“Oftentimes, folks want two bites at the apple,” said Kevin P. Blanchette, a former state representative who now serves as chairman for the Worcester Regional Retirement System’s board of trustees. “If you get into the 20s [as far as work hours], you’re not just talking part time, you’re talking three-quarters time. Then you get the slippery slope of having a bifurcated workforce: You work, you get a pension, and you come right back to work again. It just doesn’t make sense.”
Lawmakers ultimately rejected Baker’s proposal, overriding his veto with unanimous votes at the end of September. Cusack called Baker’s proposed 15-hour increase “insulting” and disputed concerns that the increase inches retirees closer to being able to work full time.
“Arithmetic tells you they’re not working full time,” he said.
Ensuring that retirees stay within their caps falls to the public entities who hire them. Beyond the hours limit, their salary is also limited under another part of the law that legislators did not touch.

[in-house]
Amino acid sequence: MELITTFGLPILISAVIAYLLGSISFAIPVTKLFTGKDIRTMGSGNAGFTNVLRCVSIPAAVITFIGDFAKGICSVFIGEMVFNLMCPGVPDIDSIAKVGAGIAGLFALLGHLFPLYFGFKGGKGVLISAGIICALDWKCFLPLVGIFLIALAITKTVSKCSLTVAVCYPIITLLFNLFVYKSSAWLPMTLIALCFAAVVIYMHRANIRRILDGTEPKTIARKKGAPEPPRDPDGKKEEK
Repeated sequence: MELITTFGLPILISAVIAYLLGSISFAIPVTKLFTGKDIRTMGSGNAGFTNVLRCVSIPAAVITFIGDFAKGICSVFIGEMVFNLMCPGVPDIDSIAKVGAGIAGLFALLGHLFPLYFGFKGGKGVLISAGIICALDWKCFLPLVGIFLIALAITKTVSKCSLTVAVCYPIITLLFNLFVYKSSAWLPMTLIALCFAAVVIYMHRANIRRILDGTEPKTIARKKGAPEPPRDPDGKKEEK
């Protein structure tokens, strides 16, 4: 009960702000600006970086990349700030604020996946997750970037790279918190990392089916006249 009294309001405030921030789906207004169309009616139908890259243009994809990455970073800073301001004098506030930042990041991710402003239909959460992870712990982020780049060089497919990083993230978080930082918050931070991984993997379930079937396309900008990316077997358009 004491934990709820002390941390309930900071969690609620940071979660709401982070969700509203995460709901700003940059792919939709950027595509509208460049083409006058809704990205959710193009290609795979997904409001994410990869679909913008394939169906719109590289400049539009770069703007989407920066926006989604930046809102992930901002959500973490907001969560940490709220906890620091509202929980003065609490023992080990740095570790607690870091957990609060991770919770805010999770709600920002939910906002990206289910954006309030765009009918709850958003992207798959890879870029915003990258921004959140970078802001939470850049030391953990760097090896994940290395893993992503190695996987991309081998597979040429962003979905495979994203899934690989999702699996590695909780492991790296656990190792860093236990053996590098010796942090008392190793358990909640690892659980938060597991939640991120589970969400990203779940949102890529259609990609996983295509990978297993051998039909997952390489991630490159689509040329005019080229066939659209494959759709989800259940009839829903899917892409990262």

Those who are newly retired can earn the difference between the current salary of the position they retired from and their pension, a calculation that can fluctuate from person to person. For example, if the job the person retired from now carries an $80,000 salary, and he or she is collecting a $50,000 annual pension, the retiree is capped at making $30,000 in his or her new part-time public job.
Then, a year from their retirement date, the cap increases by an additional $15,000.
For those in lower-paying part-time jobs, the 960-hour cap could kick in before retirees reach their pay limit. And for older retirees, the rising cost of living, combined with inflation, could make paying bills difficult without another source of income, proponents say.